By Brandon Moseley
Alabama Political Reporter
Monday, the 11th Federal Circuit Court of Appeals blocked many of the provisions in Alabama and Georgia’s anti-illegal immigration laws. The National Immigration Law Center (NILC), the American Civil Liberties Union (ACLU) of Alabama, the ACLU of Georgia, the Asian Law Caucus, the Asian American Justice Center, MALDEF, Latino Justice PRLDEF, and the Southern Poverty Law Center (SPLC) released a joint written statement to announce their satisfaction with the HB56 provisions which were overturned with Monday’s ruling.
The executive director of the National Immigration Law Center, Marielena Hincapié said, “Today’s decisions send a strong message that state attempts to criminalize immigrants and their loved ones will not be tolerated.” “Alabamian children can now start the new school year without fear that their citizenship will be questioned, and Georgians can continue to give neighbors and friends a ride without first asking for their “papers.” Although we are disappointed that the racial profiling provisions of Alabama and Georgia’s law have not been blocked, we will continue to fight them both within and outside the courtroom.”
The senior staff attorney with the ACLU Immigrants’ Rights Project, Omar Jadwat said: “The court today rejected many parts of Alabama and Georgia’s anti-immigrant laws, including attempts to criminalize everyday interactions with undocumented immigrants and Alabama’s callous attempt to deprive some children of their constitutional right to education. The court explicitly left the door open to further challenges against the “show me your papers” provision, which we will continue to fight in order to protect people’s constitutional rights.”
The legal director of the SPLC, Mary Bauer said, “We are pleased that this ruling has sent a strong message to Alabama and other states that they cannot enact hate-filled laws to try to drive an entire class of people from their borders, We are thrilled that students returning to schools this week will return to safer and more welcoming environments. We will continue to challenge the provisions left in place because, as we have already seen in Alabama, these laws cannot be enforced without racial profiling.”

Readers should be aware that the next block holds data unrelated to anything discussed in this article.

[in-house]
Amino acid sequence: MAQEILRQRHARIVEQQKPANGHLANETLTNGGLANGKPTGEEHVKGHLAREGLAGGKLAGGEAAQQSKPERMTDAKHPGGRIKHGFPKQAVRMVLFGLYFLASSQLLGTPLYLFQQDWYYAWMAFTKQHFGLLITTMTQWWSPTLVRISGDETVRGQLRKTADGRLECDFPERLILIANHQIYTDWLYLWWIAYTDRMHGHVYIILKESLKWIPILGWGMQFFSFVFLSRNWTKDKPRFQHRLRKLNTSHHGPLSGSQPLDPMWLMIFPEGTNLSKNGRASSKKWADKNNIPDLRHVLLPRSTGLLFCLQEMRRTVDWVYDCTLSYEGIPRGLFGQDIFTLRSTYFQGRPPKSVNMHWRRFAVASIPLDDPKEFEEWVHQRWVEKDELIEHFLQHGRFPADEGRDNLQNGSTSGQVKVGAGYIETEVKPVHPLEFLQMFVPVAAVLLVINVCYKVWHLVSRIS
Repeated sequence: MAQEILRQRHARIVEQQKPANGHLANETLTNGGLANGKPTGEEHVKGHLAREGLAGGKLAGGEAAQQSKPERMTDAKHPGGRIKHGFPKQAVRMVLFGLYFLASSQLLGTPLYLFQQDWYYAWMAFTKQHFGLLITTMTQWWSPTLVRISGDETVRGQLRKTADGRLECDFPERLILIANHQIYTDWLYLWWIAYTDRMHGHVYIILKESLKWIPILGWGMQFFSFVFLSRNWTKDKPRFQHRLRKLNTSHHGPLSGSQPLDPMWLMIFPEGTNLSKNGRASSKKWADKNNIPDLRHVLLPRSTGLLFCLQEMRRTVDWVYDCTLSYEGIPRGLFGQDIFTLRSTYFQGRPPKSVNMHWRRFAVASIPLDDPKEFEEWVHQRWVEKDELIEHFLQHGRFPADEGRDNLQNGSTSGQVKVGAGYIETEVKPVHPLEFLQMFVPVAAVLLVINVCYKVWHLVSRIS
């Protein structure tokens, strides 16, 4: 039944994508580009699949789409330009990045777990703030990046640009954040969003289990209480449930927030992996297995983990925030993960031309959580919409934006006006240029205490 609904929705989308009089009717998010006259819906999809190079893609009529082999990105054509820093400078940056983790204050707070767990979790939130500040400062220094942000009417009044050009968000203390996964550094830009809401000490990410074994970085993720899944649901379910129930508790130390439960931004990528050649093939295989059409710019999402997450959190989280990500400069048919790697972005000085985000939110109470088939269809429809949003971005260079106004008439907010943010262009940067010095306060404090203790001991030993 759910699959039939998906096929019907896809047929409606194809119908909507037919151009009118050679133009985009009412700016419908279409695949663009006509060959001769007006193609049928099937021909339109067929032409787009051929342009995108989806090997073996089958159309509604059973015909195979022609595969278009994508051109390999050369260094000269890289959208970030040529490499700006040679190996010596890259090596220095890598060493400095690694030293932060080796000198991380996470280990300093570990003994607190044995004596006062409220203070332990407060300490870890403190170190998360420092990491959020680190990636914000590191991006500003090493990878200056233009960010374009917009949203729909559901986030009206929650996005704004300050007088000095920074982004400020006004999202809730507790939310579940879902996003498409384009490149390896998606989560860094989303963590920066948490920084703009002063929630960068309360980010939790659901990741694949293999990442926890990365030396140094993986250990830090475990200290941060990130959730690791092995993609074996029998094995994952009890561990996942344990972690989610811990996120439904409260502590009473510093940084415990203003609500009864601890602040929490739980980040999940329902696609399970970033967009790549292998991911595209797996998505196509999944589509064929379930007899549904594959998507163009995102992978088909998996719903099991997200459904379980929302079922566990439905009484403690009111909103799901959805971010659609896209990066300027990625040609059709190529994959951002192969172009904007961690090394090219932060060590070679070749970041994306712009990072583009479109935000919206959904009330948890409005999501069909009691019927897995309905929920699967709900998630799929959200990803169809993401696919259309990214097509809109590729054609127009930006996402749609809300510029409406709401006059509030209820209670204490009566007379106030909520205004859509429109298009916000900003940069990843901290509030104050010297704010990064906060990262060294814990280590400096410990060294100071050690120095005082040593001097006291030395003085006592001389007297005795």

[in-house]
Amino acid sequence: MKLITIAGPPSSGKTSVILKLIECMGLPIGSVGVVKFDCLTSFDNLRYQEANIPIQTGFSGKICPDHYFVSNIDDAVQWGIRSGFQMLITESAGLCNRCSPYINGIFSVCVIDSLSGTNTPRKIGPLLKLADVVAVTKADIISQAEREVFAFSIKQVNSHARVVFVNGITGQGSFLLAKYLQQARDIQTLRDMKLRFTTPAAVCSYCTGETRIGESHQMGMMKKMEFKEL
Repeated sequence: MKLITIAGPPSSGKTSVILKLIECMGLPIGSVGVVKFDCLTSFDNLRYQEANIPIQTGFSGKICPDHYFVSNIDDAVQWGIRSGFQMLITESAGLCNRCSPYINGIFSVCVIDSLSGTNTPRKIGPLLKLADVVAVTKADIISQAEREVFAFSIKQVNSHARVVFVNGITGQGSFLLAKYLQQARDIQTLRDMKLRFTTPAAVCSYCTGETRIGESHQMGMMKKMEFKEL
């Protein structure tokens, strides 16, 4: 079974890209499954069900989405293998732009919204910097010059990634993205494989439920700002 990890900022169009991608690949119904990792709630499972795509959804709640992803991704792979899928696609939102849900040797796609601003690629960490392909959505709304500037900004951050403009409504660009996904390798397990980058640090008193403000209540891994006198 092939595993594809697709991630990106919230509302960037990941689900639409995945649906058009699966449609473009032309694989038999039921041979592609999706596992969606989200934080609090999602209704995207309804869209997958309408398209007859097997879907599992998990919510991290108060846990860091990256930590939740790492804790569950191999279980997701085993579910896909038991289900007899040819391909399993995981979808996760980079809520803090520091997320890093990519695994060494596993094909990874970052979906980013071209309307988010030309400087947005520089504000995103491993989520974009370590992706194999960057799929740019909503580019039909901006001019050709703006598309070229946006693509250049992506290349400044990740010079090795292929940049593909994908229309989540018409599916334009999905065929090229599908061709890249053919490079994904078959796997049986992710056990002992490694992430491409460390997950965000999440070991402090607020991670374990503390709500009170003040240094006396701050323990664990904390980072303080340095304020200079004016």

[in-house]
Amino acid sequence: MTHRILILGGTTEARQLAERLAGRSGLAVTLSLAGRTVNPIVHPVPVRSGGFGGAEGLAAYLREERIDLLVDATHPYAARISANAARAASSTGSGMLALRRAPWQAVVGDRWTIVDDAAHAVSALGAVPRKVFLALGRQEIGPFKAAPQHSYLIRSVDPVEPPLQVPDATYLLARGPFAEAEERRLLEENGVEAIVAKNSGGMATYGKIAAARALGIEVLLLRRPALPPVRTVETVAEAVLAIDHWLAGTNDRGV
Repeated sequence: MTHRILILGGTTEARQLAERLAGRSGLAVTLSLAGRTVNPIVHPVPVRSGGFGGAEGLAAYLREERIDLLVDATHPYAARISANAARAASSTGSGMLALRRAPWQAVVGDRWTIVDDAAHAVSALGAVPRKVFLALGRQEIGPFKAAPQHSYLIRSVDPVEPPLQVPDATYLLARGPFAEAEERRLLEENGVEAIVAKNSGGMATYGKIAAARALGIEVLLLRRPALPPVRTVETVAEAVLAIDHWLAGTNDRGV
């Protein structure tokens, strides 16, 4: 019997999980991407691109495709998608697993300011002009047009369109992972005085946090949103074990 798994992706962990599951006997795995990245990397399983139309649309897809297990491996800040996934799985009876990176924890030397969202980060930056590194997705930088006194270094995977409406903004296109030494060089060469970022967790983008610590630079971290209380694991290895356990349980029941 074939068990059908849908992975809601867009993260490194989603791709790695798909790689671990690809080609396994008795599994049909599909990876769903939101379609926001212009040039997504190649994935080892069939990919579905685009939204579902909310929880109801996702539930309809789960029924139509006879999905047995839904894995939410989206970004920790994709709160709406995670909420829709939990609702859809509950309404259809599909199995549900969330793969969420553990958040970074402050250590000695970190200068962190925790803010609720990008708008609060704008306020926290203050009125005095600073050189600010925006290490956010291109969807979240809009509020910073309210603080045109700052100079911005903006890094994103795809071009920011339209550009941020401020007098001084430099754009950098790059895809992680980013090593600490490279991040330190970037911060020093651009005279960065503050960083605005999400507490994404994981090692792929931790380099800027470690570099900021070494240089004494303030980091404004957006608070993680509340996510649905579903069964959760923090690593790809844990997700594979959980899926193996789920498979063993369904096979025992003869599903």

The 11th Circuit ruled that section 28 which required schools to ask parents about the legal residency status of students upon school registration was a violation of the Equal Protection Clause of the Constitution and could potentially interfere with illegal alien children’s right to get an education. Today’s rulings also struck down provisions which made transporting or harboring illegal aliens a state crime.
The Supreme Court had ruled in the Arizona case that the provision which allowed law enforcement to ask for your identification was constitutional and both the Georgia and Alabama rulings on Monday upheld the “show me your papers” provisions of HB 56 and HB 87. However state and local government has no authority to fine or jail illegal aliens under state law as the U.S. Supreme Court has already ruled that the states have no constitutional authority to regulate immigration as federal law has supremacy over state law. The groups’ written statement said that the Monday ruling leaves open the possibility of future challenges on civil rights or due process grounds.
Passing a state anti-illegal immigration law was a major plank of the various Alabama Tea Party groups in the 2010 election. Republicans won control of both Houses of the Alabama legislature in 2010 with massive Tea Party support. Republicans, led by state Senator Scott Beason (R) from Gardendale and state Rep. Mickey Hammon (R) from Decatur passed HB56, which was the strictest anti-illegal immigration law in the country, in the 2011 legislative session.
Barack Obama’s Department of Justice then sued Alabama as well as other states which had passed anti-illegal immigration laws.